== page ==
1. An old friend has recently learned of my disassociation with the LDS church. After several long emails of me stating all of my reasons, because he wanted to know, he was able to sum it up. He believes that I am simply mad at God and that I am not a Feminist at all...that my reasons of feeling lesser in the church (a church that he has decided is the one true faith to follow) is because I am a boycrazy girl who didn't get a husband. Yes, you heard me right. Because God didn't give me this husband and family I wanted, then I got angry and decided to act the part of a petulant child and just go out and "sin" because I am hurt over it. Hmmm, this has made me very tired and a bit reticent to even blog anymore. And this friend is probably reading these words right now thinking, "That's not what I meant!" But, I am quoting word for word, so yes, I think it is exactly what you meant. And while I promised not to get offended when he told me what he thought about my situation, I do feel a bit degraded that someone would think I was using my ideas of equality and justice as a cloak for feeling sad that God didn't give me the white picket fence that I was brainwashed into believing was the one thing I should seek after in my life because it was where my WORTH would lie. I have never really thought that that was God's responsibility. I have always believed it was mine. God did not force me to not marry men who have been interested in marrying me. It's not God's job magically put a man in front of me with a shinning halo and a big arrow pointing to him saying "He's the one." The truth is, we are all just acting on faith here...plain and simple. You could be wrong. You could be right. We really DON'T know...and I am SO tired of people making me feel like I DO know what they know and what they KNOW is the ONE truth and because I secretly DO know it and am not acting upon it then I will be punished in the hereafter...are you confused too? Yep. But this week especially, I have been wondering if God is going to condemn my soul, a soul that is trying so hard to do what is right for my life, to hell. If that is the God that you believe is going to judge me, then I'd really rather not believe in that God.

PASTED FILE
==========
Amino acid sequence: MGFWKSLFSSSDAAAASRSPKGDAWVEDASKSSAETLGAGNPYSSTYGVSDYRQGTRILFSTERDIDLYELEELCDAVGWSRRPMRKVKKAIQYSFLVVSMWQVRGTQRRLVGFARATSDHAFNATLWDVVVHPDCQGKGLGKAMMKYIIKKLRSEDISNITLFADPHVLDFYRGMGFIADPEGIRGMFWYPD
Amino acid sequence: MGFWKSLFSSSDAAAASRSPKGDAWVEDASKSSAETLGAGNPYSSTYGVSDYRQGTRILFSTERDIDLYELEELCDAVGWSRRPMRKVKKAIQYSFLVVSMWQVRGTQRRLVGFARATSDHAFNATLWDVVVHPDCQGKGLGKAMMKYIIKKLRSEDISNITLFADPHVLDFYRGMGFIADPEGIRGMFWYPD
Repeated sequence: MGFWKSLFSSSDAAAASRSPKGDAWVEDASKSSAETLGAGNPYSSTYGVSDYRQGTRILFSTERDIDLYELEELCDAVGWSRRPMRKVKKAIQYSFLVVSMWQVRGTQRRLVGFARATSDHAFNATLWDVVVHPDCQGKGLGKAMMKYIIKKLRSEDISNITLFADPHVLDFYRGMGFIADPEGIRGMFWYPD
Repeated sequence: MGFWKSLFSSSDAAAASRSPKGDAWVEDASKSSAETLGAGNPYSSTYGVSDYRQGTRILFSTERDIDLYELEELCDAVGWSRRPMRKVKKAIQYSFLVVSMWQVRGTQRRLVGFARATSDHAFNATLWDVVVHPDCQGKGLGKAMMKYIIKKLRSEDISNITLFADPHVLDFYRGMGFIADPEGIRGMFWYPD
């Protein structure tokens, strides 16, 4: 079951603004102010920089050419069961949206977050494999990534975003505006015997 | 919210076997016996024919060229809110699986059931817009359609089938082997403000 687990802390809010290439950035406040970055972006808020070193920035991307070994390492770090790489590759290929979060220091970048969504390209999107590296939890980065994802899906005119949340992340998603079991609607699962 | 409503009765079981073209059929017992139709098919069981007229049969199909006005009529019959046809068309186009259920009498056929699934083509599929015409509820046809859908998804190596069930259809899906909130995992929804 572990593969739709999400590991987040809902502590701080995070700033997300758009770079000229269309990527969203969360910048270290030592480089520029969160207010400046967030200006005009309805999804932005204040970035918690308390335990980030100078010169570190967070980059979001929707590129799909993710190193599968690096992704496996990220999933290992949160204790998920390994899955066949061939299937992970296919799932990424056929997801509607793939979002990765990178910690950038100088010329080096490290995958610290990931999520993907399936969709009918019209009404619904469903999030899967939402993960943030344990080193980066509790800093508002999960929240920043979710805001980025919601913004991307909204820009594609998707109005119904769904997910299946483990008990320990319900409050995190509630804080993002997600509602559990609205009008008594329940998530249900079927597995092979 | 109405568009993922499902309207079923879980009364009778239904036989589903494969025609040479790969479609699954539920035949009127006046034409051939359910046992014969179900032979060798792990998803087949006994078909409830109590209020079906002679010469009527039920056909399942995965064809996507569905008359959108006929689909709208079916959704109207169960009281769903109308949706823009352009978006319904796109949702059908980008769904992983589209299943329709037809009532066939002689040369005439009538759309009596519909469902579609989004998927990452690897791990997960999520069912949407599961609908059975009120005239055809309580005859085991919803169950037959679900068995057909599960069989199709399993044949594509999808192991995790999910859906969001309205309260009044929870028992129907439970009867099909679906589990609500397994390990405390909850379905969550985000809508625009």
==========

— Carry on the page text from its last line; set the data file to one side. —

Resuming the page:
2. Another friend gently chastised me for expressing my concerns for my religion on my blog. She told me that I was influencing a lot of people. However, what she meant was, "Hey, you are not painting a pretty picture of this religion that I believe in and I am mad at that and you will be judged for this if you are leading people away from the truth with your words." This seemed crazy for me, and addresses another issue I have with religion. This ENDLESS need to convert the world to your beliefs. I am not a representative for the LDS church. I am not here to speak ill of any religion. If you believe in Jesus, but a man on the street is preaching against Jesus...will you believe him? If your convictions are firm, they you possess the capability to read and reason on your own. To me this is the food of life. To think, to guess, to ponder, to discuss. What do we have if we don't have this? In fact, I know many old friends who refuse to even read my blog anymore as they feel it has been full of evil, wrong ideas that they shouldn't entertain. And that is their prerogative.

Please note that I don't want the discussion on this blog to be about addressing these two people or my response to them. That's not the point, that's just where I have been at this week. I'd really rather have a discussion on deity and how you define him or her. I've been researching it and finding some interesting ideas, but I'd like to hear yours. Do you believe in a female counterpart to God? Is she Mother Earth, Gaia? Have you thought of this?